Tax Notes

By now, we all know that 2020’s unexpected office closures and stay-at-home orders, resulting from the global COVID-19 pandemic, have increased the frequency of telecommuting across the United States. Many employees have traded corporate offices for at-home setups. But unforeseen changes have affected not just the average employee — professional athletes, entertainers, and other high earners have also been affected. Training camps have been replaced by Zoom meetings, and television shows have been filmed from home. This article reviews some of the tax questions raised by this phenomenon, specifically: What are the state and local tax consequences for the income of high earners who have relocated their work environments in light of the pandemic?

The Basics

We begin with a quick recap of basic state income tax principles, using New York as an example. New York imposes income tax on New York resident, part-year New York resident, and nonresident individuals.1 Residents generally are taxed on their worldwide income2 and receive a credit for taxes paid to other states for income sourced to those states.3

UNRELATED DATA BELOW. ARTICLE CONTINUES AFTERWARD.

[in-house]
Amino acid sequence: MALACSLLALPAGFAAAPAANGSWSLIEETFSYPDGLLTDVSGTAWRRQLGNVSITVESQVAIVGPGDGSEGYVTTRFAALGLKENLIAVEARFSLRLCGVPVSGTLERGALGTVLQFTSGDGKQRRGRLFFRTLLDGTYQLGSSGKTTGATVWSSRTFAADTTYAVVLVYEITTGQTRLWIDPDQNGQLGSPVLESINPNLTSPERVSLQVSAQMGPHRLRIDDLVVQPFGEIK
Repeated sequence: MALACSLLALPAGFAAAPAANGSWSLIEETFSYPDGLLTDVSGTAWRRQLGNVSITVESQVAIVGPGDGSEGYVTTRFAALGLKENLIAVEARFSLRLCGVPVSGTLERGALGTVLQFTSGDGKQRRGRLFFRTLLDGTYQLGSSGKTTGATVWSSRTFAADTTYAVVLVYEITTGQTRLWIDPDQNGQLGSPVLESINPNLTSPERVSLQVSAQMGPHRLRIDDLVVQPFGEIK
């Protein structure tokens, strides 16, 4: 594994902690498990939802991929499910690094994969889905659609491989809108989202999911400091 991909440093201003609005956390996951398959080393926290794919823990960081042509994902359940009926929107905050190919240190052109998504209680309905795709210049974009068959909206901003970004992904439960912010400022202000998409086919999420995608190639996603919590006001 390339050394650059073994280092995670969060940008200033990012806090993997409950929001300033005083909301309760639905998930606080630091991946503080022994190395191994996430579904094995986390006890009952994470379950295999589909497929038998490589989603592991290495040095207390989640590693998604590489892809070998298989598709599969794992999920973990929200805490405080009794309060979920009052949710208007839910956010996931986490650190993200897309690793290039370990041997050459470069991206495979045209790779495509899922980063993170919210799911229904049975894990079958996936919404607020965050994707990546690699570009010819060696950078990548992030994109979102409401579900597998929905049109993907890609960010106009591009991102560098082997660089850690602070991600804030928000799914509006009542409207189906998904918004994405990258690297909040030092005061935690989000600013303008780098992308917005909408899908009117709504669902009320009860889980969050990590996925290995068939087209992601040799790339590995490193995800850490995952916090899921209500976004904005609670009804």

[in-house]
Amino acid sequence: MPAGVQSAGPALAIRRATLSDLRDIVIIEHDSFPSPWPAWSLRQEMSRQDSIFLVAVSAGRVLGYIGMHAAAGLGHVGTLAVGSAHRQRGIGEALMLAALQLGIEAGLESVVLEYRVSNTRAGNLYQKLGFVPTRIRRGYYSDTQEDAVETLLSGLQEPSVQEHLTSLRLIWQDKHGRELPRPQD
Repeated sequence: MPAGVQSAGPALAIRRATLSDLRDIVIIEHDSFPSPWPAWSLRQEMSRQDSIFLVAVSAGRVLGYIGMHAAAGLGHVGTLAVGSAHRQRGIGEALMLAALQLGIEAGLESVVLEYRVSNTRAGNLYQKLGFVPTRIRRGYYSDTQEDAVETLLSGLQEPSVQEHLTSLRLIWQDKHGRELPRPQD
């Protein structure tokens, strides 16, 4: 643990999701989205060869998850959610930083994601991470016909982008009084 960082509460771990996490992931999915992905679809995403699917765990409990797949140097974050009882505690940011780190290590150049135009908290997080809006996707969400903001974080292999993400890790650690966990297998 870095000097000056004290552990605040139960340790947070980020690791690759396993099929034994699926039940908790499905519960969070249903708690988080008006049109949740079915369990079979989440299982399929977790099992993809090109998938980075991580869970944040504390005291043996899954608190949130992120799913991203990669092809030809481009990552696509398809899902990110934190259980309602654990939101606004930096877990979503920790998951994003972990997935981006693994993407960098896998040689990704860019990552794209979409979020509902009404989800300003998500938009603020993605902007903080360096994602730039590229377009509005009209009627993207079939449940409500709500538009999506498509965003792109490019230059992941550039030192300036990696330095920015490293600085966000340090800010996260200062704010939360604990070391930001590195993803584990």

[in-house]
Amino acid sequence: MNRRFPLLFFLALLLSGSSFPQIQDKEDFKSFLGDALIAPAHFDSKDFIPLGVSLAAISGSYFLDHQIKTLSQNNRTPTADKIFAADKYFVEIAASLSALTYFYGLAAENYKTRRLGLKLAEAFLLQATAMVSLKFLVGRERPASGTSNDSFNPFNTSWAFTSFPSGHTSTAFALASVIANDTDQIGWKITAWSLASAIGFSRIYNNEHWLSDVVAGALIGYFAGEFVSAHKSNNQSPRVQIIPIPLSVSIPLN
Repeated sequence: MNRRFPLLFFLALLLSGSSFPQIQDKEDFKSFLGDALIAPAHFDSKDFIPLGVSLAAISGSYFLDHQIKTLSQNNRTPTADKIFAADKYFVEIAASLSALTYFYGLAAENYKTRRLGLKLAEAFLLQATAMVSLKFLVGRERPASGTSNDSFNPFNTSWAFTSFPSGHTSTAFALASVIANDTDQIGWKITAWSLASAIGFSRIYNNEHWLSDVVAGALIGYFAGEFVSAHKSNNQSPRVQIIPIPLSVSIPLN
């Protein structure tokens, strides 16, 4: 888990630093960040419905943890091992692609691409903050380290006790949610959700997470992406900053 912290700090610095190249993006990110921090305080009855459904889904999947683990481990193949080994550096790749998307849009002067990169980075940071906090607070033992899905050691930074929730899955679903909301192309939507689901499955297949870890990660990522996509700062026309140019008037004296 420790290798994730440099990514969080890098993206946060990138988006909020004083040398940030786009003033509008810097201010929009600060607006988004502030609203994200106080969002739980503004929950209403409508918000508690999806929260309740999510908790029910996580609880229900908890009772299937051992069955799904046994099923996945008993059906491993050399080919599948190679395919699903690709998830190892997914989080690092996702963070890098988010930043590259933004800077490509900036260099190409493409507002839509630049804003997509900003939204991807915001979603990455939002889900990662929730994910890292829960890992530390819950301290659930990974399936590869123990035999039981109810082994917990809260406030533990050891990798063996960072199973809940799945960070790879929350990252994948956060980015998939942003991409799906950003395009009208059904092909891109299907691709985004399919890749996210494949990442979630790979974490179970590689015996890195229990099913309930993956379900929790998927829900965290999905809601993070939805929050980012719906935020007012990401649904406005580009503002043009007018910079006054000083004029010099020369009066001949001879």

Conversely, nonresidents are generally taxed only on the portion of income “derived from or connected with New York sources.”4 Income derived from New York sources includes those items attributable to “a business, trade, profession or occupation carried on in th[e] state.”5 In some instances, New York-source income may include signing bonuses, retention bonuses, severance payments, and other lump sum payments.6 The relevant analysis considers whether the payment is for the execution of a contract, or for another intangible right, or if it is paid based on the performance of a service.7 For example, regarding severance payments, the outcome turns on whether the severance payment was made for services previously rendered or for the recipient’s right to future employment.8 If the severance payment is to compensate the employee-recipient for services previously performed in New York, the receipts constitute New York-source income.9 However, if the nonresident employee-recipient had entered into an employment contract with his employer and the termination pay was made in exchange for the employee’s right to future employment, the income would not be sourced to New York.10